From Wednesday to Saturday, Balham Kitchen’s black tent is a familiar sight outside Balham tube station – and a godsend for famished commuters who regularly queue up for its hearty bacon and egg chapattis. Now the owners have opened Full Fat – a modest bricks-and-mortar café and snack spot serving a slightly enlarged menu on Chestnut Grove. With its extended opening hours and cups of spiced chai, this is a big bonus for chappati-craving Balhamites.
It may be billed as a ‘Diner’, but this popular Nepalese spot is more serious than that. Smiling staff and folksy native music create just the right mood for some excellent-value authentic food: from momo cha (juicy steamed dumplings served with sweet-and-sour achaar sauce) to curries of richly spiced pokhoreli lamb or prawn asworya (‘favoured by young princes for their romantic nights out’, apparently).
A bastion of zesty British food, Lamberts puts its menu where its mouth is. Main man Joe Lambert is uncompromising when it comes to sourcing seasonal ingredients, and you can taste the results in the swish dining room with its squishy banquettes and polished floors. Dishes change with the calendar (think cured duck with hazelnuts and damson syrup in January) and there’s British booze too.
South-west London is well-served by Megan’s, and the Balham branch has all the necessary neighbourhood credentials. During the day, its twee interiors (paper flowers entwined over the ceiling, fairy lights in the windows) are manna for local yummy mummies wanting brunch, coffee and cake, or simply a salad and some healthy juice. In the evening, thoughts turn to deconstructed kebabs and naughty cocktails.
Never one to rest on its laurels, this hip café is still the place to be seen for breakfast or brunch in Balham. Staff are full of smiles as they serve up tongue-in-cheek fillet o’ fish sandwiches, Kurdish baked eggs and suchlike. Terrific coffees and a playlist of the owners’ favourite records add to the feel-good vibe, and it’s also open for supper from Thursday to Saturday.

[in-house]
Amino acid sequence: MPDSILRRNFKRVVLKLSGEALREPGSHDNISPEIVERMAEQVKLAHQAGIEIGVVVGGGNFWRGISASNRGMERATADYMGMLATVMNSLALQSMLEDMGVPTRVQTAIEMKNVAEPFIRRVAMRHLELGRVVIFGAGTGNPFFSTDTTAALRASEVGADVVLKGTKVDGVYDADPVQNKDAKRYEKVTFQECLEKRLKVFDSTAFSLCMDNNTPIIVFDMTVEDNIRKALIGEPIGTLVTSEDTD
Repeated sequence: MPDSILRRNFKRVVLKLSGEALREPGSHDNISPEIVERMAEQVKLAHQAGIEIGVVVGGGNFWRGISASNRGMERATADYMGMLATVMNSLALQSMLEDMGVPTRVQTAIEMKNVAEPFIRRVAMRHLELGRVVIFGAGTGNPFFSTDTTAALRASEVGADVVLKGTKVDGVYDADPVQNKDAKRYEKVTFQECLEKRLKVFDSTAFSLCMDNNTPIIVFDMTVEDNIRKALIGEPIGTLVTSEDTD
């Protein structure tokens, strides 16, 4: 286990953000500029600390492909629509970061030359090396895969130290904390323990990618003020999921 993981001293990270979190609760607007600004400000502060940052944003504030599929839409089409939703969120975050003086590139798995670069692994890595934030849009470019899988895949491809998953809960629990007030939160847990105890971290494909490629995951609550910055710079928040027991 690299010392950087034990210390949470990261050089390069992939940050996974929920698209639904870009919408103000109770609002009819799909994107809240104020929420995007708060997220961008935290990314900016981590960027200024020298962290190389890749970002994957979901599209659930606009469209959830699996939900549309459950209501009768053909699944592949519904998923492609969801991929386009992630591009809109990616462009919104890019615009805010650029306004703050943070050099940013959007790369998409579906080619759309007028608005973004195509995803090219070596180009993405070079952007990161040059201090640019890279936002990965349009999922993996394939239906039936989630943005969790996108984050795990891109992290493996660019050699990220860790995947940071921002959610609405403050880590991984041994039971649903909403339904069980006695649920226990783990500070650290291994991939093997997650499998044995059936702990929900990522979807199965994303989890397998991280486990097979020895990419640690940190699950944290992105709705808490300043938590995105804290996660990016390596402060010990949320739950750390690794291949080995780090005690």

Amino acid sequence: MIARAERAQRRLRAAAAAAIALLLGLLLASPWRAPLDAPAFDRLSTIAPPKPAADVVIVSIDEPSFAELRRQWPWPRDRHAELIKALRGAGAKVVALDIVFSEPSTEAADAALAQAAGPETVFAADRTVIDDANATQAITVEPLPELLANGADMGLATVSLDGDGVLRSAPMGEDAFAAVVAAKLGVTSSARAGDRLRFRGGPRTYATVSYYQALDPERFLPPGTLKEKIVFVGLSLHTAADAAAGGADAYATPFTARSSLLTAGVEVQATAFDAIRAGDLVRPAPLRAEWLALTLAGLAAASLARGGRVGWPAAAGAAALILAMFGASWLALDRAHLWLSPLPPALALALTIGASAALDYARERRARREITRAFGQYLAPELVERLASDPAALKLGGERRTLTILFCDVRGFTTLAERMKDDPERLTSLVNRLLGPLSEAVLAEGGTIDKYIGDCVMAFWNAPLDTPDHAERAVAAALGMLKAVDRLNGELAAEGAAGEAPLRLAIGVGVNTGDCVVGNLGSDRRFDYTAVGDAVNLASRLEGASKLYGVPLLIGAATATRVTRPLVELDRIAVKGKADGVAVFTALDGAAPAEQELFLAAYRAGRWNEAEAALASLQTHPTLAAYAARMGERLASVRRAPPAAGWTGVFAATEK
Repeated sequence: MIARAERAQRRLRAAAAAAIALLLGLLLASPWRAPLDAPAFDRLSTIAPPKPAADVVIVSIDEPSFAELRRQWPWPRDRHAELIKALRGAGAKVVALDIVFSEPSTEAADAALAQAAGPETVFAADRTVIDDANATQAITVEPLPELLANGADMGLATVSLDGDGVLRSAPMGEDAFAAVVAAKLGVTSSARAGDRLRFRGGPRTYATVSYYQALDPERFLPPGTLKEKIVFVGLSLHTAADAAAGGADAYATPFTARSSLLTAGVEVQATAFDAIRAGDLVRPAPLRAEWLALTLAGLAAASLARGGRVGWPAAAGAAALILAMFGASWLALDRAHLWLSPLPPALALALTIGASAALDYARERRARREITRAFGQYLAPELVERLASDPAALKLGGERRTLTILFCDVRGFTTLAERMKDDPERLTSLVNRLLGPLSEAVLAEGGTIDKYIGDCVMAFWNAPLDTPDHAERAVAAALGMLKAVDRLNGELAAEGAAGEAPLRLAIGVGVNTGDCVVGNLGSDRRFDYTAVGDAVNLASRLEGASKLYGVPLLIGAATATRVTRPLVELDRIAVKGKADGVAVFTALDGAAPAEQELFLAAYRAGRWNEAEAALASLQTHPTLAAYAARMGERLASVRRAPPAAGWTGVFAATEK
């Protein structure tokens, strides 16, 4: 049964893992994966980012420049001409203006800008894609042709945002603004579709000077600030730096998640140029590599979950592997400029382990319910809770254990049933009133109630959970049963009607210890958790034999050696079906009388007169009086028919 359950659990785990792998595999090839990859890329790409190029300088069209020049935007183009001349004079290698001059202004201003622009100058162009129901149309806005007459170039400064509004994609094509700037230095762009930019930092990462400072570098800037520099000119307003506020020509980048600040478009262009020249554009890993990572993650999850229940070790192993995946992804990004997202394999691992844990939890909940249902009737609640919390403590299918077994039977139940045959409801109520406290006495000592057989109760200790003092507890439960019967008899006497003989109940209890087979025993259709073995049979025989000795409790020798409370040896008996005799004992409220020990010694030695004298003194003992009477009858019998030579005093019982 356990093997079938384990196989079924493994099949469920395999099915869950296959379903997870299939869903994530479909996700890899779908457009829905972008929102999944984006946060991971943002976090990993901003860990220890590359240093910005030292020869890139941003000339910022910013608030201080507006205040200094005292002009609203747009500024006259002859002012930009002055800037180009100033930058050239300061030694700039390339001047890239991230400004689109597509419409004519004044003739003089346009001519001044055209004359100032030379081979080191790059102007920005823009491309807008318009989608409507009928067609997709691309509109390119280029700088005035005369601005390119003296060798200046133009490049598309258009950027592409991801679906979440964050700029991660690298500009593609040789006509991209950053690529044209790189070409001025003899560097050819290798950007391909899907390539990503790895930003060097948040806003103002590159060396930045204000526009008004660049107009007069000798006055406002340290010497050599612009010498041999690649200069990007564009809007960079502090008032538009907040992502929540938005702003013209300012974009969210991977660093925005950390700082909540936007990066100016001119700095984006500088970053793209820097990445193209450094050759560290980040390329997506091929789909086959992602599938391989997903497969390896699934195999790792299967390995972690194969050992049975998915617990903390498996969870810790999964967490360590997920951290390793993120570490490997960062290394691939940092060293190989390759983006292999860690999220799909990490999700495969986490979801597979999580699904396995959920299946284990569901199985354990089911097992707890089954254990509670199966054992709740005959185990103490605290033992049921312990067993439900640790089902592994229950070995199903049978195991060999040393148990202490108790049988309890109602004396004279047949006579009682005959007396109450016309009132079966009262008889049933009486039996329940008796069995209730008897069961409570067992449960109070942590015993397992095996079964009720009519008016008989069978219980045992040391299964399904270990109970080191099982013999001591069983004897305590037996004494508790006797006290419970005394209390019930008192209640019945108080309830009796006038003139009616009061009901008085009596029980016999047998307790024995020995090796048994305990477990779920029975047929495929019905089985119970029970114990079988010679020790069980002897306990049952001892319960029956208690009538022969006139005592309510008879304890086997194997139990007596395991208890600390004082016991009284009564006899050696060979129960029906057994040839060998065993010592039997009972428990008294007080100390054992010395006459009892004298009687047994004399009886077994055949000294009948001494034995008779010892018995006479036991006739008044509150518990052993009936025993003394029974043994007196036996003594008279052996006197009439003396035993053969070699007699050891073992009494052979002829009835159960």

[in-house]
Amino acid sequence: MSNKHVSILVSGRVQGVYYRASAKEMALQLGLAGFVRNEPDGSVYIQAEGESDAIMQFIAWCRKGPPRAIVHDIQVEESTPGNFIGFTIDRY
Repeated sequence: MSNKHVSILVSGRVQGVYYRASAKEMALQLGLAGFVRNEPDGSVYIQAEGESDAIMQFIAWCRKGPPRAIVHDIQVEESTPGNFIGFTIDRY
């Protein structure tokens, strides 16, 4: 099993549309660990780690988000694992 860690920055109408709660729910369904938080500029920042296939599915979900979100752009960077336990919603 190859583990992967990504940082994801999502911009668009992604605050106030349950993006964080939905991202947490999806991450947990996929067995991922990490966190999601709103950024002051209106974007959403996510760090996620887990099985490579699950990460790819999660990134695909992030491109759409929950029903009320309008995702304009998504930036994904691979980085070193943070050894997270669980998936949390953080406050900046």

The first south London branch of a long-standing Japanese mini chain, Balham’s Taro follows the group’s remit to the letter – serving a whole range of ‘everyday’ dishes at affordable prices, with page after page of sushi, sashimi, karaage, tempura, gyoza, rice bowls, teriyaki, katsu curries and more besides. Expect bright lights and bustle, big crowds, basic blond-wood furnishings and a long bar.
This Balham restaurant and takeaway has a fresh and largely ghee-free take on Indian street food, specialising in grand thalis – complete meals on a platter with lots of little dishes, plus breads, chutneys and desserts. There are street nibbles too (including kati rolls at lunchtime), plus a few more familiar curry-house standbys (tikkas, biryanis, dhansaks etc) if you don’t fancy the full thali.
What was the humble Paddyfield (a Vietnamese/Thai café) is now a swish modern Japanese restaurant serving an izakaya-style menu against a backdrop of glossy woodwork, stone walls and designer light fittings. Misfires aside, there’s some decent stuff here – notably the punchy Korean-spiced lamb chops, deep-fried black-pepper squid and an impressive riff on Nobu’s yellowtail sashimi with jalapeño. Obliging staff also get our vote.
A dinky fast-food diner, Wicked Vegan deals in the best kind of plant-based cooking: the naughty kind. It’s all here: burgers, wings, mac ’n’ cheese and nachos. While some dishes are fine but forgettable, others are very decent – especially the signature jackfruit burger with a whole heap of pickles. We also really rate their health-boosting smoothies and indulgent shakes.
If you fancy fish and chips in Balham but want something a bit trendier than your average local chippie, then Seventeen should do the trick. White tiled walls, grainy wooden tables and benches, plank floors and dangling lights scream hipster, while the menu keeps it traditional with battered cod, haddock, plaice, fishcakes, saveloys, Pieminister pies and the usual vinegary add-ons.